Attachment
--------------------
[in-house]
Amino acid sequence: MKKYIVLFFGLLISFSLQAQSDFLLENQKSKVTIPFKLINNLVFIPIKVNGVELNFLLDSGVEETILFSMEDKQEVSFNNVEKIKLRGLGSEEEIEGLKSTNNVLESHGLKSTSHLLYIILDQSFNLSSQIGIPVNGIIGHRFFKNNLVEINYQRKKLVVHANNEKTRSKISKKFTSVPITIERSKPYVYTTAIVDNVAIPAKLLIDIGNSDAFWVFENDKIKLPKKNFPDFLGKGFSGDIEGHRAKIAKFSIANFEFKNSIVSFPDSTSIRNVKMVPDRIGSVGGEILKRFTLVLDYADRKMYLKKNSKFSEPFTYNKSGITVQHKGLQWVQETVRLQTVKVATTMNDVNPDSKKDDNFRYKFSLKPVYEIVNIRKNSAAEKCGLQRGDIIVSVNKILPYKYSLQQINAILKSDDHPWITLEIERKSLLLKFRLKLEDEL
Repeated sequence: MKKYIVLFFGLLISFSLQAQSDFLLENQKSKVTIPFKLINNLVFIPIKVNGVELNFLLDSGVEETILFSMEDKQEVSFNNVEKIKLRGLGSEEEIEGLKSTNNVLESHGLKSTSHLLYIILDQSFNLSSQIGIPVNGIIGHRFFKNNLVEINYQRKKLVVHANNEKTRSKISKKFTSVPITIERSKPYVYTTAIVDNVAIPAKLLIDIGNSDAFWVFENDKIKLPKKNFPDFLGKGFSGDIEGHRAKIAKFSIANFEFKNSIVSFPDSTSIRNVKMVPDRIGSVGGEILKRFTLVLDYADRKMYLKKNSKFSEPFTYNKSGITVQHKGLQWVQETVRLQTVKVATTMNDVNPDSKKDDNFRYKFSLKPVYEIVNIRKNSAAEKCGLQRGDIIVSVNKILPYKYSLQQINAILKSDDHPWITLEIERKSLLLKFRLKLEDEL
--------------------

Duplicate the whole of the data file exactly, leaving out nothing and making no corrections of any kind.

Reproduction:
[in-house]
Amino acid sequence: MKKYIVLFFGLLISFSLQAQSDFLLENQKSKVTIPFKLINNLVFIPIKVNGVELNFLLDSGVEETILFSMEDKQEVSFNNVEKIKLRGLGSEEEIEGLKSTNNVLESHGLKSTSHLLYIILDQSFNLSSQIGIPVNGIIGHRFFKNNLVEINYQRKKLVVHANNEKTRSKISKKFTSVPITIERSKPYVYTTAIVDNVAIPAKLLIDIGNSDAFWVFENDKIKLPKKNFPDFLGKGFSGDIEGHRAKIAKFSIANFEFKNSIVSFPDSTSIRNVKMVPDRIGSVGGEILKRFTLVLDYADRKMYLKKNSKFSEPFTYNKSGITVQHKGLQWVQETVRLQTVKVATTMNDVNPDSKKDDNFRYKFSLKPVYEIVNIRKNSAAEKCGLQRGDIIVSVNKILPYKYSLQQINAILKSDDHPWITLEIERKSLLLKFRLKLEDEL
Repeated sequence: MKKYIVLFFGLLISFSLQAQSDFLLENQKSKVTIPFKLINNLVFIPIKVNGVELNFLLDSGVEETILFSMEDKQEVSFNNVEKIKLRGLGSEEEIEGLKSTNNVLESHGLKSTSHLLYIILDQSFNLSSQIGIPVNGIIGHRFFKNNLVEINYQRKKLVVHANNEKTRSKISKKFTSVPITIERSKPYVYTTAIVDNVAIPAKLLIDIGNSDAFWVFENDKIKLPKKNFPDFLGKGFSGDIEGHRAKIAKFSIANFEFKNSIVSFPDSTSIRNVKMVPDRIGSVGGEILKRFTLVLDYADRKMYLKKNSKFSEPFTYNKSGITVQHKGLQWVQETVRLQTVKVATTMNDVNPDSKKDDNFRYKFSLKPVYEIVNIRKNSAAEKCGLQRGDIIVSVNKILPYKYSLQQINAILKSDDHPWITLEIERKSLLLKFRLKLEDEL